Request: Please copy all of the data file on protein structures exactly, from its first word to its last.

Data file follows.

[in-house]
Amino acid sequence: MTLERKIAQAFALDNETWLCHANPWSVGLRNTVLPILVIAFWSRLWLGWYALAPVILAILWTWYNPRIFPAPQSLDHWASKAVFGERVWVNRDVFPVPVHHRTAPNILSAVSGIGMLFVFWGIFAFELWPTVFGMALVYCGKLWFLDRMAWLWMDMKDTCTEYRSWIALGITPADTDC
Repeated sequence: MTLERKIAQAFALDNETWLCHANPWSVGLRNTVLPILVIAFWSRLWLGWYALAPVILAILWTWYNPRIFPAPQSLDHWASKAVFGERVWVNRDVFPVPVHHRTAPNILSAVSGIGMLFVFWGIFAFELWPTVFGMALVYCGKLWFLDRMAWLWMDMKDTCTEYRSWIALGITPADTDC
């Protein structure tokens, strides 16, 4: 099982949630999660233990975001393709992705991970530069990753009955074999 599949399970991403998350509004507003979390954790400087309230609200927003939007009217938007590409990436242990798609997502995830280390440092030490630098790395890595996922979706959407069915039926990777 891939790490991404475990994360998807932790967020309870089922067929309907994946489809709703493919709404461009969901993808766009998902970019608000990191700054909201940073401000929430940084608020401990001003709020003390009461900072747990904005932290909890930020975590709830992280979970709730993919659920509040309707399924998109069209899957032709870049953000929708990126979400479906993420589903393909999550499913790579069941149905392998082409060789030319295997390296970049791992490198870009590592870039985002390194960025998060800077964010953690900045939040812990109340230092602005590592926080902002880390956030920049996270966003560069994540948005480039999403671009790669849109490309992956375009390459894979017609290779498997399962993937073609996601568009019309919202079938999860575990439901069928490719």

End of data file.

[in-house]
Amino acid sequence: MTLERKIAQAFALDNETWLCHANPWSVGLRNTVLPILVIAFWSRLWLGWYALAPVILAILWTWYNPRIFPAPQSLDHWASKAVFGERVWVNRDVFPVPVHHRTAPNILSAVSGIGMLFVFWGIFAFELWPTVFGMALVYCGKLWFLDRMAWLWMDMKDTCTEYRSWIALGITPADTDC
Repeated sequence: MTLERKIAQAFALDNETWLCHANPWSVGLRNTVLPILVIAFWSRLWLGWYALAPVILAILWTWYNPRIFPAPQSLDHWASKAVFGERVWVNRDVFPVPVHHRTAPNILSAVSGIGMLFVFWGIFAFELWPTVFGMALVYCGKLWFLDRMAWLWMDMKDTCTEYRSWIALGITPADTDC
């Protein structure tokens, strides 16, 4: 099982949630999660233990975001393709992705991970530069990753009955074999 599949399970991403998350509004507003979390954790400087309230609200927003939007009217938007590409990436242990798609997502995830280390440092030490630098790395890595996922979706959407069915039926990777 891939790490991404475990994360998807932790967020309870089922067929309907994946489809709703493919709404461009969901993808766009998902970019608000990191700054909201940073401000929430940084608020401990001003709020003390009461900072747990904005932290909890930020975590709830992280979970709730993919659920509040309707399924998109069209899957032709870049953000929708990126979400479906993420589903393909999550499913790579069941149905392998082409060789030319295997390296970049791992490198870009590592870039985002390194960025998060800077964010953690900045939040812990109340230092602005590592926080902002880390956030920049996270966003560069994540948005480039999403671009790669849109490309992956375009390459894979017609290779498997399962993937073609996601568009019309919202079938999860575990439901069928490719």